Different levels of dead

Discussion in 'General Chit-Chat' started by mosquitomountainman, Feb 8, 2010.

  1. mosquitomountainman

    mosquitomountainman I invented the internet. :rofl:

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    Being dead is a little like being pregnant in the sense that either your are or you aren't.

    I remember watching a documentery on TV several years ago in which a group of soldiers were going through a "challenge" course for training and screening. The course was grueling to say the least. Days without sleep traversng wilderness terrian with challenges they had to overcome on the way. One of them was they were given a cargo to transport. The cargo was in a trailer. They were allowed to use anything on the trailer except the trailer box. One team took the wheels off and used a log for an axle run through the rims and they pulled it over hill and dale and through river crossings. At the end of the course they were told they'd get a chicken dinner. They ate whatever they could find and coverd a fair amount of ground. When they arrived at their destination, more than half starved and nearly passed out from exhaustion they were given their chicken dinner. The "cooks" had gutted some chickens and boiled them feathers and all and put them in some food containers (similar to an insulated beer cooler). unknown to the soldiers this was their final test. Those who refused to eat were transferred out of the program. Some of those who were "squeemish" and scored low in other areas were also transferred out. The "winners" dug into the meal with gusto, peeling away skin and feathers to expose the meat underneath.

    The rationale and reason for the exercise was to weed out those who would be a liability to the team. There was no room for soldiers who were weakened physically because of their food preferences. By not eating and therefore becoming weak they put the whole team at risk. Not only did they endanger their own health and well-being. They became a liability and endangered the lives of their team mates who depended upon them.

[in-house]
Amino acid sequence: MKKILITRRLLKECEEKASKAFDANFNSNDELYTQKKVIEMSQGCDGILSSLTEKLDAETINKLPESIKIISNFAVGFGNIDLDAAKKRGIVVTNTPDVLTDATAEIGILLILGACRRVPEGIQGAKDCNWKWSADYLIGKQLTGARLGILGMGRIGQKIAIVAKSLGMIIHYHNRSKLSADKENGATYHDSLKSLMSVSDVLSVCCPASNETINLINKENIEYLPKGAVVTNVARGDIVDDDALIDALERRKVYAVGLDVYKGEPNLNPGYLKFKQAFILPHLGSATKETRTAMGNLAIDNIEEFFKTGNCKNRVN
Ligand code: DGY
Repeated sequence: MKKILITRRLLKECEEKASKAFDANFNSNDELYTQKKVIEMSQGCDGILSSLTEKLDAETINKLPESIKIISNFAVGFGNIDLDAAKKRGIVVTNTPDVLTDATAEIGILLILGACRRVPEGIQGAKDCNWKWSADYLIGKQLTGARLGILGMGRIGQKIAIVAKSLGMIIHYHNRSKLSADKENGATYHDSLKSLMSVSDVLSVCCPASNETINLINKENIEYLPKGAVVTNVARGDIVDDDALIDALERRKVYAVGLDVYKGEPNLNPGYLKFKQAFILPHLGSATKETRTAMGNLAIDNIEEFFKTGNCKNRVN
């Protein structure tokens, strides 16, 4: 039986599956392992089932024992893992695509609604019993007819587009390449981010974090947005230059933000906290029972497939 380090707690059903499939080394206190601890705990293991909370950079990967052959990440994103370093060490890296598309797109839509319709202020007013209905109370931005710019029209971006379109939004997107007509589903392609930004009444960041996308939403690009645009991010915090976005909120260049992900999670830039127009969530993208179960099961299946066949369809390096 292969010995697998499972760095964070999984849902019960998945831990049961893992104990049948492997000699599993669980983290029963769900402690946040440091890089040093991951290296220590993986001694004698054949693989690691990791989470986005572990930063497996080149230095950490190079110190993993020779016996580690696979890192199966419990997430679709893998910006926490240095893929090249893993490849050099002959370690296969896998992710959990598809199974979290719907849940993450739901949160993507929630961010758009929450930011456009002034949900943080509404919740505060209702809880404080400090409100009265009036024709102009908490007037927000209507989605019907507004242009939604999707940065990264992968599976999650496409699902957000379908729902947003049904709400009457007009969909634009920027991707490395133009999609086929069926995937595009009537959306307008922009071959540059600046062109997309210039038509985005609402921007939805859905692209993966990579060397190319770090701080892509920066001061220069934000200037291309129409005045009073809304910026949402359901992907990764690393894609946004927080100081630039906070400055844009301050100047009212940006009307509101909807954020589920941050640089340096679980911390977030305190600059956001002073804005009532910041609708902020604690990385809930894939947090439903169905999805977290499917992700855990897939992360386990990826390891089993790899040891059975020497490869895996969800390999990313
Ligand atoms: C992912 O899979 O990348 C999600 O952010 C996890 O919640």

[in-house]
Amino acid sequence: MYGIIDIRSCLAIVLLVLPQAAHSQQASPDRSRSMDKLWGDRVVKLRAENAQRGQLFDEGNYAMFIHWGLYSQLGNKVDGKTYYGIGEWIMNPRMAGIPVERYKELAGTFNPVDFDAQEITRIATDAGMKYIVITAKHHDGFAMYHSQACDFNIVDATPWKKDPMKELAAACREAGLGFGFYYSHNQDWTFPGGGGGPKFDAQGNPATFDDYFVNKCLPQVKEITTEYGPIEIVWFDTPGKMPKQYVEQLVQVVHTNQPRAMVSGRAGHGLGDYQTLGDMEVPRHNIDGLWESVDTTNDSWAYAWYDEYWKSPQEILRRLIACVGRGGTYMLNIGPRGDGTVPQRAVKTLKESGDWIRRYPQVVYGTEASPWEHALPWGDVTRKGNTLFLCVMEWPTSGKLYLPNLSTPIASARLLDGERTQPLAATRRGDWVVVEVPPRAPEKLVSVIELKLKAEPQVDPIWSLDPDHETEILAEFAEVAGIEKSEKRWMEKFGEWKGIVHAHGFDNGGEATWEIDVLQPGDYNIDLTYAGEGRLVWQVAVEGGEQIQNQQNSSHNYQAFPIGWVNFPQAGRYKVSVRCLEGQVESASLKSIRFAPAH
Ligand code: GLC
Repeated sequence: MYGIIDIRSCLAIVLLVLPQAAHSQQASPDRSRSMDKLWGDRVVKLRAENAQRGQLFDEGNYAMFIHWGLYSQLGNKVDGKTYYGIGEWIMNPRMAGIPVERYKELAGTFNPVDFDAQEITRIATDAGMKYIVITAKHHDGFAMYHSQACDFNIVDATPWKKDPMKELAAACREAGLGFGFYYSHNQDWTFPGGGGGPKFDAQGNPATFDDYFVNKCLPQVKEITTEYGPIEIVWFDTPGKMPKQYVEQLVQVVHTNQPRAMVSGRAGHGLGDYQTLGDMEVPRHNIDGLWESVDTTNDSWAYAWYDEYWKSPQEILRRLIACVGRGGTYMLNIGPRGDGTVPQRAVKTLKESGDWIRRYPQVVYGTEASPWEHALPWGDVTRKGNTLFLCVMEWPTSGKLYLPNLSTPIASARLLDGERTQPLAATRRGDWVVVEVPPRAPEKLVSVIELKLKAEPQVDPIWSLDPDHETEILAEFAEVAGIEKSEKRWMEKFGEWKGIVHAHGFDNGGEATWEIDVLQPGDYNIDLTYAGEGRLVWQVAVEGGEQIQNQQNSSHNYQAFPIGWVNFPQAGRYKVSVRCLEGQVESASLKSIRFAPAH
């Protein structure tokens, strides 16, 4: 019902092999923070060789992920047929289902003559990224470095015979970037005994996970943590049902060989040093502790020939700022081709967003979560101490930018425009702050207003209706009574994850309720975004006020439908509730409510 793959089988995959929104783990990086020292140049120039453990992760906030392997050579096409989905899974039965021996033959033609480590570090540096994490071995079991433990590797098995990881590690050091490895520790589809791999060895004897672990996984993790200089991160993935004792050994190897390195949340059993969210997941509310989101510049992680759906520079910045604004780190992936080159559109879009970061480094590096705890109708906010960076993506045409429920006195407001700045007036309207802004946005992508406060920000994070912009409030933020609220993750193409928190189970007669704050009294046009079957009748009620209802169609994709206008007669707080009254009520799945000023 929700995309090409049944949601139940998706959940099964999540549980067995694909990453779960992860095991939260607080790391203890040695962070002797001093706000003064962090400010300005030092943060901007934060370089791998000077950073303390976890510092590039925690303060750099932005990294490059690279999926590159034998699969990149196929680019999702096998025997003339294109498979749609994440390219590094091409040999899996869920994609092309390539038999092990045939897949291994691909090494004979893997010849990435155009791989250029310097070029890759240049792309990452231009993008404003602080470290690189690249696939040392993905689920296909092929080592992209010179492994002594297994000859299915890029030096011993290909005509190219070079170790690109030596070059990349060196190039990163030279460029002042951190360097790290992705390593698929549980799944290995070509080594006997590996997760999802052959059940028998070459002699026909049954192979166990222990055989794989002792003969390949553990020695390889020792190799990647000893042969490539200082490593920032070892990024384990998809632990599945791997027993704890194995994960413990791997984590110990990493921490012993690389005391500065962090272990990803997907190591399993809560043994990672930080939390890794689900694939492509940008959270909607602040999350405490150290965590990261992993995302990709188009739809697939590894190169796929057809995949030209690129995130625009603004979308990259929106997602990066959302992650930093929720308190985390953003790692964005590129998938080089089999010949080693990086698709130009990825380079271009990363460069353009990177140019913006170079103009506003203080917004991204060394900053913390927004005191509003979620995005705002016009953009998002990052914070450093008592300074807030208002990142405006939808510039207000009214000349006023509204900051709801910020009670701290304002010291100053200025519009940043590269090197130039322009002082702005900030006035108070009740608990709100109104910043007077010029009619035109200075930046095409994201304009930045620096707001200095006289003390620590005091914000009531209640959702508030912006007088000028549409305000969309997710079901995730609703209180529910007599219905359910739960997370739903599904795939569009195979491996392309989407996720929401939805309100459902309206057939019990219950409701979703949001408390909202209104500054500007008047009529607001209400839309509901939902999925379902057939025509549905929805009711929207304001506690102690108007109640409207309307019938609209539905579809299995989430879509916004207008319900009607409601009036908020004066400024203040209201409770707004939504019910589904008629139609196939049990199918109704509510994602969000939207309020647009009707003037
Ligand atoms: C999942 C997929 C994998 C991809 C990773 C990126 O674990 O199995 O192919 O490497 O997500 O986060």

We can call ourselves "preppers" or "survivalists" or anything else we want but the name of the game is survival. You either will or you won't. I prepare because when the time comes I don't want to be a liability to my friends and family. I don't want to endanger their lives because I was too lazy or stupid or because I was just pretending to be a prepper or survivalist.

    To me it is not a game where the loser gets another chance. There are no different levels of dead. You either are or aren't. If you are you don't get another chance to try again nor do those who died because you failed to take your responsibilities seriously.
     
  2. Genevieve

    Genevieve I'm done - gone

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    uh...what brought this up?


    just asking ;-)
     

  3. bunkerbob

    bunkerbob Supporting Member

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    The only level of dead that I know is 'when they pry my gun out of my cold dead hands.:2thumb:
    That is why I do not watch reality shows, not even one. Well one small exception, Man vs Wild once or twice, and I regret that. "Heavens to Murgatroyd" as snagglepuss use to say, oh sorry, only you old timers remember that.
    What do people get out of those anyway.
     
  4. mosquitomountainman

    mosquitomountainman I invented the internet. :rofl:

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    "What brought that up?"

    I think the idea was for all of us to really think about what it is we're preparing for. I've been to several "campouts" with other "survivalists" in which we cussed and discussed, shared and traded ideas and even practiced a few maneuvers such as retreat defense and patrol tactics. Most of those there liked the "war games" and talk and we did learn things from one another.